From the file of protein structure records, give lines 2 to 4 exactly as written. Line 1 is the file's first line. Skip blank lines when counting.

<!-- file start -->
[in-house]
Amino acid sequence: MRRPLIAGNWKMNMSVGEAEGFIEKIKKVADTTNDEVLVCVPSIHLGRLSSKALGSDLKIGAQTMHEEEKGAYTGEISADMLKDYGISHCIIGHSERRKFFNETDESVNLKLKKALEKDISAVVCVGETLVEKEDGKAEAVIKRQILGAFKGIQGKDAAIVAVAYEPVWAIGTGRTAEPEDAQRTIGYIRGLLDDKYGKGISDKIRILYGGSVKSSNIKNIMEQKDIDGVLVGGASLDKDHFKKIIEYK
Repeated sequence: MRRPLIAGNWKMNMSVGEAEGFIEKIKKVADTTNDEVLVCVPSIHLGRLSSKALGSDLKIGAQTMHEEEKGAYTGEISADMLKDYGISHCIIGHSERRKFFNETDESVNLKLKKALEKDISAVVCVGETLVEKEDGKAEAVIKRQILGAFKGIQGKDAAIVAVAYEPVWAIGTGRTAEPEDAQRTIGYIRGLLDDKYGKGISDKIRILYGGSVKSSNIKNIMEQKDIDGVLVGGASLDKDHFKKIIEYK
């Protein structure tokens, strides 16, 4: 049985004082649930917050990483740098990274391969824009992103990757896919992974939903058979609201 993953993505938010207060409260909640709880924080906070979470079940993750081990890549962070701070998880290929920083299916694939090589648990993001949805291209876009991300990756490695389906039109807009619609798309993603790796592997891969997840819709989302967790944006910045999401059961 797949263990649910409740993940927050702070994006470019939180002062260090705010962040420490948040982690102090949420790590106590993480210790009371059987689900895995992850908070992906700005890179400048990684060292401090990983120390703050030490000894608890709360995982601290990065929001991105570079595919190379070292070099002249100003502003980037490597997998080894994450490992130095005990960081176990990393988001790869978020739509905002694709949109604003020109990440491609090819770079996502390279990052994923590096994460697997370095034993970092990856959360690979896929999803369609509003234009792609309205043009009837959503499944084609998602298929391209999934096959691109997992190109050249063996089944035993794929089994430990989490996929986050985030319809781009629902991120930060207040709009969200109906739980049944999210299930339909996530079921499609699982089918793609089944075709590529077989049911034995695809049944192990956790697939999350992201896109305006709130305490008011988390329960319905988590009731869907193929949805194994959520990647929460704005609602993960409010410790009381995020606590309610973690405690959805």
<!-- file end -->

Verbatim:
Amino acid sequence: MRRPLIAGNWKMNMSVGEAEGFIEKIKKVADTTNDEVLVCVPSIHLGRLSSKALGSDLKIGAQTMHEEEKGAYTGEISADMLKDYGISHCIIGHSERRKFFNETDESVNLKLKKALEKDISAVVCVGETLVEKEDGKAEAVIKRQILGAFKGIQGKDAAIVAVAYEPVWAIGTGRTAEPEDAQRTIGYIRGLLDDKYGKGISDKIRILYGGSVKSSNIKNIMEQKDIDGVLVGGASLDKDHFKKIIEYK
Repeated sequence: MRRPLIAGNWKMNMSVGEAEGFIEKIKKVADTTNDEVLVCVPSIHLGRLSSKALGSDLKIGAQTMHEEEKGAYTGEISADMLKDYGISHCIIGHSERRKFFNETDESVNLKLKKALEKDISAVVCVGETLVEKEDGKAEAVIKRQILGAFKGIQGKDAAIVAVAYEPVWAIGTGRTAEPEDAQRTIGYIRGLLDDKYGKGISDKIRILYGGSVKSSNIKNIMEQKDIDGVLVGGASLDKDHFKKIIEYK
């Protein structure tokens, strides 16, 4: 049985004082649930917050990483740098990274391969824009992103990757896919992974939903058979609201 993953993505938010207060409260909640709880924080906070979470079940993750081990890549962070701070998880290929920083299916694939090589648990993001949805291209876009991300990756490695389906039109807009619609798309993603790796592997891969997840819709989302967790944006910045999401059961 797949263990649910409740993940927050702070994006470019939180002062260090705010962040420490948040982690102090949420790590106590993480210790009371059987689900895995992850908070992906700005890179400048990684060292401090990983120390703050030490000894608890709360995982601290990065929001991105570079595919190379070292070099002249100003502003980037490597997998080894994450490992130095005990960081176990990393988001790869978020739509905002694709949109604003020109990440491609090819770079996502390279990052994923590096994460697997370095034993970092990856959360690979896929999803369609509003234009792609309205043009009837959503499944084609998602298929391209999934096959691109997992190109050249063996089944035993794929089994430990989490996929986050985030319809781009629902991120930060207040709009969200109906739980049944999210299930339909996530079921499609699982089918793609089944075709590529077989049911034995695809049944192990956790697939999350992201896109305006709130305490008011988390329960319905988590009731869907193929949805194994959520990647929460704005609602993960409010410790009381995020606590309610973690405690959805």